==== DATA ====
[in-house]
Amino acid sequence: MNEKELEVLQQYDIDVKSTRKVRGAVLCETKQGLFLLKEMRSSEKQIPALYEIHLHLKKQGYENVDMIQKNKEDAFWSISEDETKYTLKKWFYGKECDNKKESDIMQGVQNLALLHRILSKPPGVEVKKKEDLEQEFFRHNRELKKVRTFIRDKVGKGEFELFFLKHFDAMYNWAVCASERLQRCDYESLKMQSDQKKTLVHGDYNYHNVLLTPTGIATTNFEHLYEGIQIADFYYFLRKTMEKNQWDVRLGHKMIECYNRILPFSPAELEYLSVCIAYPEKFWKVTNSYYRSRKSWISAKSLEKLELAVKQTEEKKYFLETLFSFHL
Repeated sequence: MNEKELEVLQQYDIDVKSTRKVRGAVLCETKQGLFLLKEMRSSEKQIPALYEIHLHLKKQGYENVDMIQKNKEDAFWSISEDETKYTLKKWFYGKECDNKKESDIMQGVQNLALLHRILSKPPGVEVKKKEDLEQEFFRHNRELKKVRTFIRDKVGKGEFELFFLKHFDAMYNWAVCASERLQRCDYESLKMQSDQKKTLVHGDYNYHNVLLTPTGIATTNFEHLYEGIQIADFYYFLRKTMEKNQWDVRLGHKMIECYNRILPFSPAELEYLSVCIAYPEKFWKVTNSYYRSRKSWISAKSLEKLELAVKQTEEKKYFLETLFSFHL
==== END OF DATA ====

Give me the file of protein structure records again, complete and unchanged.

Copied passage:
[in-house]
Amino acid sequence: MNEKELEVLQQYDIDVKSTRKVRGAVLCETKQGLFLLKEMRSSEKQIPALYEIHLHLKKQGYENVDMIQKNKEDAFWSISEDETKYTLKKWFYGKECDNKKESDIMQGVQNLALLHRILSKPPGVEVKKKEDLEQEFFRHNRELKKVRTFIRDKVGKGEFELFFLKHFDAMYNWAVCASERLQRCDYESLKMQSDQKKTLVHGDYNYHNVLLTPTGIATTNFEHLYEGIQIADFYYFLRKTMEKNQWDVRLGHKMIECYNRILPFSPAELEYLSVCIAYPEKFWKVTNSYYRSRKSWISAKSLEKLELAVKQTEEKKYFLETLFSFHL
Repeated sequence: MNEKELEVLQQYDIDVKSTRKVRGAVLCETKQGLFLLKEMRSSEKQIPALYEIHLHLKKQGYENVDMIQKNKEDAFWSISEDETKYTLKKWFYGKECDNKKESDIMQGVQNLALLHRILSKPPGVEVKKKEDLEQEFFRHNRELKKVRTFIRDKVGKGEFELFFLKHFDAMYNWAVCASERLQRCDYESLKMQSDQKKTLVHGDYNYHNVLLTPTGIATTNFEHLYEGIQIADFYYFLRKTMEKNQWDVRLGHKMIECYNRILPFSPAELEYLSVCIAYPEKFWKVTNSYYRSRKSWISAKSLEKLELAVKQTEEKKYFLETLFSFHL